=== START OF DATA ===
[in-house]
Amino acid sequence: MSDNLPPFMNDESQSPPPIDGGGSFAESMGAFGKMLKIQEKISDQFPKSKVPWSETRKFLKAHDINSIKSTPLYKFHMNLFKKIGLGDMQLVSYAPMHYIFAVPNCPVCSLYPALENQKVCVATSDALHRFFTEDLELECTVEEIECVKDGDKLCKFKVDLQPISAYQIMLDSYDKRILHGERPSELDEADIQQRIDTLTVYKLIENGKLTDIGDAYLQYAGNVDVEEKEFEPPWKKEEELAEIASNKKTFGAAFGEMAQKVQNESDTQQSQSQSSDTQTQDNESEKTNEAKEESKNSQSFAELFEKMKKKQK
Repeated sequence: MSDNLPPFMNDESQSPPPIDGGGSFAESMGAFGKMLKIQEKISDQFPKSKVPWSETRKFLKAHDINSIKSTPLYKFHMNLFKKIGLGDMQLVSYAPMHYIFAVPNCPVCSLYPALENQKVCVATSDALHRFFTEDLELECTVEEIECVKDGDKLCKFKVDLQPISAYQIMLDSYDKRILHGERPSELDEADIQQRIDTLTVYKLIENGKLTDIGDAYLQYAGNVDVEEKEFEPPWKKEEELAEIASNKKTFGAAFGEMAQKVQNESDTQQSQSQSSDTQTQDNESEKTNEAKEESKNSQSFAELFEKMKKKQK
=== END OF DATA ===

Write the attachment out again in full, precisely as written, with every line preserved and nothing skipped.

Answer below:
[in-house]
Amino acid sequence: MSDNLPPFMNDESQSPPPIDGGGSFAESMGAFGKMLKIQEKISDQFPKSKVPWSETRKFLKAHDINSIKSTPLYKFHMNLFKKIGLGDMQLVSYAPMHYIFAVPNCPVCSLYPALENQKVCVATSDALHRFFTEDLELECTVEEIECVKDGDKLCKFKVDLQPISAYQIMLDSYDKRILHGERPSELDEADIQQRIDTLTVYKLIENGKLTDIGDAYLQYAGNVDVEEKEFEPPWKKEEELAEIASNKKTFGAAFGEMAQKVQNESDTQQSQSQSSDTQTQDNESEKTNEAKEESKNSQSFAELFEKMKKKQK
Repeated sequence: MSDNLPPFMNDESQSPPPIDGGGSFAESMGAFGKMLKIQEKISDQFPKSKVPWSETRKFLKAHDINSIKSTPLYKFHMNLFKKIGLGDMQLVSYAPMHYIFAVPNCPVCSLYPALENQKVCVATSDALHRFFTEDLELECTVEEIECVKDGDKLCKFKVDLQPISAYQIMLDSYDKRILHGERPSELDEADIQQRIDTLTVYKLIENGKLTDIGDAYLQYAGNVDVEEKEFEPPWKKEEELAEIASNKKTFGAAFGEMAQKVQNESDTQQSQSQSSDTQTQDNESEKTNEAKEESKNSQSFAELFEKMKKKQK